Image courtesy of artist
His DJing and unconventional dance moves have won him praise from the likes of Detroit and Chicago's biggest techno names, including Carl Craig, Derrick May, and Frankie Knuckles. He's been performing for three decades, including a residency at famed Detroit nightclub Cheeks from late 1983 to 1990.
So why's Al Ester fixing lightbulbs and mopping floors at a nursing home today instead of touring the world as an internationally famous artist?
To hear the soon-to-be 51-year-old tell it, the answer's simple.
"Honestly, I've never released anything I've done," he says over the phone from his Detroit home. "I can hear it in my head all day, but I don't have the patience to do it. I'm not that studio savvy. I've had people help put it together, and when they would play back I'd say to myself, 'if this was playing in a record store, I wouldn't buy it.' That's a lot of the stuff I've done. That's why I haven't really released anything."
Ester's DJ career started when he was 12, playing with a battery-operated mixer in a junior high school gym. The next few years were spent accumulating records and listening to mixtapes from Detroit's biggest DJ at the time, Ken Collier. Ester would sneak into clubs where Collier was playing and take notes, eventually being taken under his wing.
After an initial break playing a high school dance, Ester started performing at clubs, even though he was still underage. At the Downstairs Club in Detroit, he would order fries in the restaurant upstairs, then disappear into the bathroom that both businesses shared, hiding out until the coast was clear. "I would put my feet up on the toilet and wait till the music started, which was around a two hour wait," Ester recalls.
The young DJ would later replace Jeff Mills as Cheeks' Wednesday night resident DJ. He remembers the shock of that event clearly: "I was playing Saturday night at Cheeks, and I saw these two guys that looked like cops at the bar gawking at me. They weren't bopping or moving, so I thought I was getting arrested for being underage. I cut the set short, before I could get to the bottom of the stairs there's a bang on the door. John Collins opened it and it was the two guys. Instead, they offered me a night at Cheeks. That's how I got on the Detroit mainstream."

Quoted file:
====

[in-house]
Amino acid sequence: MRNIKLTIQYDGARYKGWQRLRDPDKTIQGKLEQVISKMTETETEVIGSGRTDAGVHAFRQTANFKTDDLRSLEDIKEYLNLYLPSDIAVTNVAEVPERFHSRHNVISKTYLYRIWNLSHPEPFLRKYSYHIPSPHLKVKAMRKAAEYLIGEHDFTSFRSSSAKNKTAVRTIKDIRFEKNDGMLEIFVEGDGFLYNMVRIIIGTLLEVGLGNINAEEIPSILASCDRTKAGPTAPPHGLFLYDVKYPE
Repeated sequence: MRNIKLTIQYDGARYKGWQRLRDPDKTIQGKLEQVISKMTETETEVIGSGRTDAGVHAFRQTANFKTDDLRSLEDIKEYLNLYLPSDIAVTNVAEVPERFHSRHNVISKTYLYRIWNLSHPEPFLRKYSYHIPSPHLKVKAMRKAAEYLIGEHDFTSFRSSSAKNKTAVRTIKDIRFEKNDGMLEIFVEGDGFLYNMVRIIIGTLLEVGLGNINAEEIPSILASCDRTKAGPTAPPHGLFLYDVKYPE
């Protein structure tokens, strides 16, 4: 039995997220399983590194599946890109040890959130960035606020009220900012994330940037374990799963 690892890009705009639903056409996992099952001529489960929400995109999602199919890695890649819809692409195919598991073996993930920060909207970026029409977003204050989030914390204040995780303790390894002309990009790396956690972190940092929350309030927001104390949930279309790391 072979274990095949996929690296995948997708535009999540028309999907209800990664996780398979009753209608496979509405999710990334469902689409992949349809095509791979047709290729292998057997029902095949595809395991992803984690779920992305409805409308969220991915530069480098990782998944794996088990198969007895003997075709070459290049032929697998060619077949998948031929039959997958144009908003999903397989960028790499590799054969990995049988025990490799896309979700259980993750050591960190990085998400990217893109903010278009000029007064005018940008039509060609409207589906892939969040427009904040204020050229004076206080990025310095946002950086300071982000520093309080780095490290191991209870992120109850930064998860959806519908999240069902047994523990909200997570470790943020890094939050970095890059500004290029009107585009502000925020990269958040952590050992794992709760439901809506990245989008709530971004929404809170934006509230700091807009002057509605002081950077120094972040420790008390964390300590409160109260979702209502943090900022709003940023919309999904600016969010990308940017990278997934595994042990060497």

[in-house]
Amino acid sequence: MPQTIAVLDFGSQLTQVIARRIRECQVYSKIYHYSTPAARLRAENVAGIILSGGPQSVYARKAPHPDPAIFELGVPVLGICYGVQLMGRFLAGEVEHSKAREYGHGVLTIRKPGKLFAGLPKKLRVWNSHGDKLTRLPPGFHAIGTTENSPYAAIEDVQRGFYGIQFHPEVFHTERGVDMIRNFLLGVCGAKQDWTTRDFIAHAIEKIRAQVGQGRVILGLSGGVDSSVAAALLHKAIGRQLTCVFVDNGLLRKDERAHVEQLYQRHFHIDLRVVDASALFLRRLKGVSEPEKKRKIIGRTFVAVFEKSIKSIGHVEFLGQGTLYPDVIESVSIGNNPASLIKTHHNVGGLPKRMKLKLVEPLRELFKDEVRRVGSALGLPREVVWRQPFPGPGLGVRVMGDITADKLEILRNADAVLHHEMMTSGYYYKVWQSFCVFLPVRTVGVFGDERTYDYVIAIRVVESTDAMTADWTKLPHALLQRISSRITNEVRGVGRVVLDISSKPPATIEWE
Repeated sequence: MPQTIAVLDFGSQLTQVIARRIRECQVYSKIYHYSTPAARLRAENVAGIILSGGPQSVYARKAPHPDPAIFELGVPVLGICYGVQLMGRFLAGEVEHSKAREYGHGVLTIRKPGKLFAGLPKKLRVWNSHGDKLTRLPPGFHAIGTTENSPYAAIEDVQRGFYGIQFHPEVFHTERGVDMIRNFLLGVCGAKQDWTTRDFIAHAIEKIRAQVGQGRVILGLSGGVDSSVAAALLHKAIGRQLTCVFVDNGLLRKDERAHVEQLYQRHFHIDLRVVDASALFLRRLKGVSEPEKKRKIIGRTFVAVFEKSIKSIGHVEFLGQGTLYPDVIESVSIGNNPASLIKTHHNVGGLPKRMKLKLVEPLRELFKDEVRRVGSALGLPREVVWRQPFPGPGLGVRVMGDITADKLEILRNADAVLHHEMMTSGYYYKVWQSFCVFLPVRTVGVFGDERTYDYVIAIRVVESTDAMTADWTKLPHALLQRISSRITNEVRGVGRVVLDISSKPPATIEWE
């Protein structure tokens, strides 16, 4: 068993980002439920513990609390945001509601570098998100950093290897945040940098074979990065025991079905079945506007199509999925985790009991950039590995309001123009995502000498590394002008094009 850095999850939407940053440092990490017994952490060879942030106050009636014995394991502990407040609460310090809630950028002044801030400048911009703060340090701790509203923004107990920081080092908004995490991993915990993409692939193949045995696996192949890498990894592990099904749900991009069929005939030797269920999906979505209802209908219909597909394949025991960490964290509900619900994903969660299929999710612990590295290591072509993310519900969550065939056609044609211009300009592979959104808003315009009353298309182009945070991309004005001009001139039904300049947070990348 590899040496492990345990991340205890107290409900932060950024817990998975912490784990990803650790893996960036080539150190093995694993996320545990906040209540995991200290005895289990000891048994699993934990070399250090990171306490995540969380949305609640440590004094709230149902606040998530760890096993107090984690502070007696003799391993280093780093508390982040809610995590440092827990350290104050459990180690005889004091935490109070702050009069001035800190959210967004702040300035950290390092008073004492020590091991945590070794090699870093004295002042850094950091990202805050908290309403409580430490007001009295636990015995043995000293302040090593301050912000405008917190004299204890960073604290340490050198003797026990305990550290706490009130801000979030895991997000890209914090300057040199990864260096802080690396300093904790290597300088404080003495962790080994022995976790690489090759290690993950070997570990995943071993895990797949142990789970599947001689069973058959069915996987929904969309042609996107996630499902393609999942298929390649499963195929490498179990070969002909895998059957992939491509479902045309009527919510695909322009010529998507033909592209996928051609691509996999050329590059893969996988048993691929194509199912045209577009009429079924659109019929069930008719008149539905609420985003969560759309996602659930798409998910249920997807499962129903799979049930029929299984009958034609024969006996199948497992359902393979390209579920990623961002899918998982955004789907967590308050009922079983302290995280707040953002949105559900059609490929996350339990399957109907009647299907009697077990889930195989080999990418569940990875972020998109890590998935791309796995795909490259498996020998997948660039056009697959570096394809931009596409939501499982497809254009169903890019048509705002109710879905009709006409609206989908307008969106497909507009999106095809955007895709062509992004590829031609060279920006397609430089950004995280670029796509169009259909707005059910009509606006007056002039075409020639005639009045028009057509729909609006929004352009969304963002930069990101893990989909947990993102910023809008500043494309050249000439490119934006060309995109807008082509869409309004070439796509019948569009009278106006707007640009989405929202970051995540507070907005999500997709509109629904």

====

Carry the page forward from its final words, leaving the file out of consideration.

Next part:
Competition was tight back then and Cheeks was known as the place to be on Wednesday. "It was set up like a club in Miami. It had a swimming pool, but no one swam," says the DJ. "The mirrors in the bathroom were super clean, there was a VIP room and the sound system was good for the time." Ester says other club owners would send emissaries to Cheeks to offer him residencies at their clubs, but more often than not would be spotted by security and thrown out.
Over time, Ester would become known for two things: his musical style, which he says is "digging up classics and putting a twist on them to make them new again," and the fact that he dances as he performs. It's the product of his time in a dance crew—TNT Incorporated Dancers—and being inspired after seeing NYC DJ Joe Claussell perform at a club in 1993.
A number of his famous friends and peers have told him to get over his aversion to the studio and get something out there. Eddie Fowlkes remarked to Ester that he's his own worst critic; Stacey Pullen lauded one of his original tracks—a "jazzy house, groovy track"—that he overheard at a gig, but Ester never pursued it further; one night outside [Detroit venue] The Music Institute, Ester asked Derrick May if he could join him on an overseas tour. "Al, you have so much talent and energy. You don't need me to go overseas, just make a record and you're outta here," Ester recalls May saying.
"Before he passed away, Frankie Knuckles told me, 'If you're going to stay relevant in the game, it's not enough to be a good DJ anymore. You have to take it to the next level,'" he says.
But his life eventually moved on. Ester's full-time "maintenance" job keeps him busy, and he still performs, but mostly at bigger events like Detroit's Movement Festival. Carl Craig, who Ester first met as a shy lad at The Music Institute—where he was jokingly dubbed "Derrick May's son"—eventually offered Ester his first European tour in 2010. Ester also has some recorded music in the works at last, including a collaborative effort with Delano Smith, but he's not entirely thrilled about it.
"I'm not as passionate about it as I am about playing it for the people," he admits. "I want to have a "Big Fun" or "Strings Of Life." They're still classics. If I have a record, I want it to have that kind of effect. Maybe that's too much pressure to put on myself."
Even if that track never comes though, Ester has become, at least somewhat, content with remaining one of Detroit's best kept secrets.
"I used to sulk about it, because I'm just as talented and have as much to say as the next guy, but why am I not booked like that? As you get older you aim a little lower, and at this point if I don't ever make it big time, I'll be cool with that because I made a mark, I changed the game here in Detroit. I raised the bar, I'm the one to watch. If it's on a grand scale or here at home, I'm okay with that. I'm still striving. When I finally put out that right record, it's going to propel me a little more."
Al Ester plays Montreal's Igloofest with Carl Craig Jan. 29.
Erik is on Twitter.